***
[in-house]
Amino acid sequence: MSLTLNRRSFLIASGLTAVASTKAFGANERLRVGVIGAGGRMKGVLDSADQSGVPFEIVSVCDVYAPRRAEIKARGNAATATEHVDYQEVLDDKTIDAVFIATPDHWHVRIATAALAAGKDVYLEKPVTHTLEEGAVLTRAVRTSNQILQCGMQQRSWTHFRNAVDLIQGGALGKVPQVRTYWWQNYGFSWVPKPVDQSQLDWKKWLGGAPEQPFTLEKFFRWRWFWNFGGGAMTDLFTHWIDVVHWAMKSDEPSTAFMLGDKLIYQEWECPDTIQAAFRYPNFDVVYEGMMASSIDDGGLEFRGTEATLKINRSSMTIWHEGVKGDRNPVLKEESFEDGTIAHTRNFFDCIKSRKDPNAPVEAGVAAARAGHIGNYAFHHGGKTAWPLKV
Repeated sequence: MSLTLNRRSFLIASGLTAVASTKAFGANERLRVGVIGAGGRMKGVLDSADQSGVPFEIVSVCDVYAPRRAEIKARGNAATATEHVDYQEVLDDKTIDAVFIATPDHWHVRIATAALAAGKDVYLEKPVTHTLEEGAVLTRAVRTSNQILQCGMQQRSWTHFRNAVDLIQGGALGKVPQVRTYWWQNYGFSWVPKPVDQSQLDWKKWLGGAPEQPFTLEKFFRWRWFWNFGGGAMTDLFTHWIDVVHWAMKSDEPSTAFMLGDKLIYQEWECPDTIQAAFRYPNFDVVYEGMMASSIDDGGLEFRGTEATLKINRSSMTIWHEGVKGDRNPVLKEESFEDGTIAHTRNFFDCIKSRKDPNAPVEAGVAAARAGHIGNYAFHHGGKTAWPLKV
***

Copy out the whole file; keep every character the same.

[in-house]
Amino acid sequence: MSLTLNRRSFLIASGLTAVASTKAFGANERLRVGVIGAGGRMKGVLDSADQSGVPFEIVSVCDVYAPRRAEIKARGNAATATEHVDYQEVLDDKTIDAVFIATPDHWHVRIATAALAAGKDVYLEKPVTHTLEEGAVLTRAVRTSNQILQCGMQQRSWTHFRNAVDLIQGGALGKVPQVRTYWWQNYGFSWVPKPVDQSQLDWKKWLGGAPEQPFTLEKFFRWRWFWNFGGGAMTDLFTHWIDVVHWAMKSDEPSTAFMLGDKLIYQEWECPDTIQAAFRYPNFDVVYEGMMASSIDDGGLEFRGTEATLKINRSSMTIWHEGVKGDRNPVLKEESFEDGTIAHTRNFFDCIKSRKDPNAPVEAGVAAARAGHIGNYAFHHGGKTAWPLKV
Repeated sequence: MSLTLNRRSFLIASGLTAVASTKAFGANERLRVGVIGAGGRMKGVLDSADQSGVPFEIVSVCDVYAPRRAEIKARGNAATATEHVDYQEVLDDKTIDAVFIATPDHWHVRIATAALAAGKDVYLEKPVTHTLEEGAVLTRAVRTSNQILQCGMQQRSWTHFRNAVDLIQGGALGKVPQVRTYWWQNYGFSWVPKPVDQSQLDWKKWLGGAPEQPFTLEKFFRWRWFWNFGGGAMTDLFTHWIDVVHWAMKSDEPSTAFMLGDKLIYQEWECPDTIQAAFRYPNFDVVYEGMMASSIDDGGLEFRGTEATLKINRSSMTIWHEGVKGDRNPVLKEESFEDGTIAHTRNFFDCIKSRKDPNAPVEAGVAAARAGHIGNYAFHHGGKTAWPLKV